A.D. 2034. It has been two years since Motoko Kusanagi left Section 9. Togusa is now the new leader of the team, that has considerably increased its appointed personnel. The expanded new ... See full summary »
In the year 2032, Batô, a cyborg detective for the anti-terrorist unit Public Security Section 9, investigates the case of a female robot--one created solely for sexual pleasure--who slaughtered her owner.
The year is 2030 and an influx of refuges have effortlessly transformed themselves into a terrorist organization known as the Individual Eleven. With a sadistic intent of mass destruction, ... See full summary »
In this prequel set one year after the fourth World War, cyborg and hacker extraordinaire Motoko Kusanagi from the military's 501st Secret Unit finds herself wrapped up in the investigation of a devastating bombing.
In the year 2027, a year following the end of the non-nuclear World War IV, a bomb has gone off in Newport City, killing a major arms dealer who may have ties with the mysterious 501 ... See full summary »
The anime's story is set in 2027, one year after the end of the fourth non-nuclear war. New Port City is still reeling from the war's aftermath when it suffers a bombing caused by a ... See full summary »
Witness the formation of the legendary Public Security Section 9. When a clandestine organization hacks every car in the city, Kusanagi recruits a lethal team of cyber operatives to clamp down on the chaos and make the city safe again.
The second season of Ghost in The Shell: Stand Alone Complex begins with Section 9 being called back to work after a hostage situation of concern to the Ruling Party renders the Police useless. The entire team returns to the front lines: Kusanagi, Batoh, Togusa, Ishikawa, Saito, Paz & Borma, with four of the original Tachikomas restored after the firefight of Episode 26. The hostage situation announced the rising of a new terrorist cell, which takes much after another one in the headlines of today's papers. The Individual Eleven, whose members are neither individuals, or total up to eleven are a new threat to Public Security. How does a specialized public security group face an enemy more faceless than the "laughing man" during a time of political unrest? Among the broad changes from the first show involve the new ruling party, headed by the new Prime Minister Kabayuki after the prior ousting in GITS: SAC, the Japanese Residents caught in the middle of the affairs and paying the taxes... Written by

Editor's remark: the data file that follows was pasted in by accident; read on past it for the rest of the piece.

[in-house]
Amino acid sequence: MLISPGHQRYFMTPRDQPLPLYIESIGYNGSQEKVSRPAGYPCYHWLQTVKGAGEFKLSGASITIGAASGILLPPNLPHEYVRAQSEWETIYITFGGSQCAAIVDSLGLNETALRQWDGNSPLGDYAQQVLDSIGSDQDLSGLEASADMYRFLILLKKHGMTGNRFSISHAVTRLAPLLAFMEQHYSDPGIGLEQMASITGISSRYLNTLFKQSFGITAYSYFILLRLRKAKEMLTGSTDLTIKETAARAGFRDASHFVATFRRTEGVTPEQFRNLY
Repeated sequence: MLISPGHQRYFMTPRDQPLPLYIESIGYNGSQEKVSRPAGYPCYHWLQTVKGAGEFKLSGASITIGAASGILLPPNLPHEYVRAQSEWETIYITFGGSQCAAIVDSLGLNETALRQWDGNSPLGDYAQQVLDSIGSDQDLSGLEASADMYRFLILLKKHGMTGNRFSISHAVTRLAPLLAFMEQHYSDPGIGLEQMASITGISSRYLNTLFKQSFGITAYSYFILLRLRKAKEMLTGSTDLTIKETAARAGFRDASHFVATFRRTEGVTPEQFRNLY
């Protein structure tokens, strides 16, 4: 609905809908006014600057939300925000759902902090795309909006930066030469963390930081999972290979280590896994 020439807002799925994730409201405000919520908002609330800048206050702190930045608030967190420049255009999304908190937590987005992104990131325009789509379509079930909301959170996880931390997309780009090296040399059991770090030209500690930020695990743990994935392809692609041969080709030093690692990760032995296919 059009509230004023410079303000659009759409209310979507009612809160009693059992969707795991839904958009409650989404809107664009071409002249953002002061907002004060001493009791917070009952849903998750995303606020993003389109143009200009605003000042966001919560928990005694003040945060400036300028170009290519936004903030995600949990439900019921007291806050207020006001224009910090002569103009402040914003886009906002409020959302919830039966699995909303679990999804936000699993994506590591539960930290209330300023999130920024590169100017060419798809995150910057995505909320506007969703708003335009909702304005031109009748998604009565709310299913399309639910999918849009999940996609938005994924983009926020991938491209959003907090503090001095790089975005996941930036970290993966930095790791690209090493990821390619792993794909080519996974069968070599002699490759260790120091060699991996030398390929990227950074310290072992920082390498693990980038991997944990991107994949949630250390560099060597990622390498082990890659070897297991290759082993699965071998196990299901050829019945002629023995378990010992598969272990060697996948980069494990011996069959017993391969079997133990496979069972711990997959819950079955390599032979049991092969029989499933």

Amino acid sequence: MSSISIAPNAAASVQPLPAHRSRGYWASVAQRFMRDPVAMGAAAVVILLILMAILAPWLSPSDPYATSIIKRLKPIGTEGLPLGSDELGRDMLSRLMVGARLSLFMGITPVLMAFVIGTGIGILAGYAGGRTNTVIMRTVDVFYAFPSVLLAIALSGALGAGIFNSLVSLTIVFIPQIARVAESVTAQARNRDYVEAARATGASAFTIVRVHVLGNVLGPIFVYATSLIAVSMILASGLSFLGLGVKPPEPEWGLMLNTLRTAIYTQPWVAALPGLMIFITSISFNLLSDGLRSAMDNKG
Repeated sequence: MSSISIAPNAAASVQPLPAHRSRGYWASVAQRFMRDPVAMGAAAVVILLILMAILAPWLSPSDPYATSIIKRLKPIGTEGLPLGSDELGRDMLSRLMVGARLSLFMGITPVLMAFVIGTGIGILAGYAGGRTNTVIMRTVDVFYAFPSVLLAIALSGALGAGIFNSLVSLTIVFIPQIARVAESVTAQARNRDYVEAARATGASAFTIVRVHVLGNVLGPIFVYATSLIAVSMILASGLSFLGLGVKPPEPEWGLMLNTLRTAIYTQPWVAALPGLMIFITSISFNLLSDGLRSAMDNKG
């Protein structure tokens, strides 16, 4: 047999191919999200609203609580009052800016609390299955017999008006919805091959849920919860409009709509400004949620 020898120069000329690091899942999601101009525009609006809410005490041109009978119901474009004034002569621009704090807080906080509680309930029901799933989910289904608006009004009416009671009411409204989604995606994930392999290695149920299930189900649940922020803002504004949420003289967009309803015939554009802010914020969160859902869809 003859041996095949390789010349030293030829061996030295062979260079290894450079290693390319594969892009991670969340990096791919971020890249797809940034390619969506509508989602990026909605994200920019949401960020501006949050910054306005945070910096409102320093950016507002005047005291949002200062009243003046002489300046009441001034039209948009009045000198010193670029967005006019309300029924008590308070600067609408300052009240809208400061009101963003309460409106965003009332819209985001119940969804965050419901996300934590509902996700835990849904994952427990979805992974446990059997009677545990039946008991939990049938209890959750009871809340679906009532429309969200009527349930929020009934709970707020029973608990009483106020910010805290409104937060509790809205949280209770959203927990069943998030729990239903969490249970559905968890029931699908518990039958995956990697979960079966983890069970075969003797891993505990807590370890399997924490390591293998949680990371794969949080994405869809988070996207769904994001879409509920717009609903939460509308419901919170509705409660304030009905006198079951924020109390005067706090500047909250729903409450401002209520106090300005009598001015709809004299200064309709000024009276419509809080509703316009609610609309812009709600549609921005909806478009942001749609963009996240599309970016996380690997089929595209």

In the first episode, "Section 9," during the scene where the foreign minister tries unsuccessfully to read the stolen report, the camera zooms in on one of his cybernetic eyes. Amongst all of the usual symbols and jargon you'd expect on a camera lens, the words "Directed by K.K." can be seen. This is a reference to Kenji Kamiyama, the director of the series. See more »
Major Motoko Kusanagi:
Look at the bright side, if this doesn't work, we can all go drown our sorrows at a nudie bar.
See more »
Ghost in the Shell: Stand Alone Complex (Season 1)
This is a beautifully animated series format derived from the characters of the philosophically oriented movie 'Ghost in the Shell'. The animation is closer to the original concepts for the manga and adds amazingly gorgeous music to produce a show that is an instant draw. The characters draw some of the aspects familiar in the movie... Motoko's commitment to her job, Batou's casual-tough guy attitude, etc... though it adds some surprisingly refreshing characters like the blue child-like mini tanks Section 9 rides around in so much.
The same philosophical elements of the movie -consciousness in a cyber-oriented world- are present, but definitely take a back seat to plots focused on political wranglings, terrorism, and general lawlessness. The series seems to be more "all in a days work" themed than the cerebral current of the first film.
Overall I highly recommend this series to all fans, though hope they watch the movies as well.
12 of 13 people found this review helpful.
Was this review helpful to you?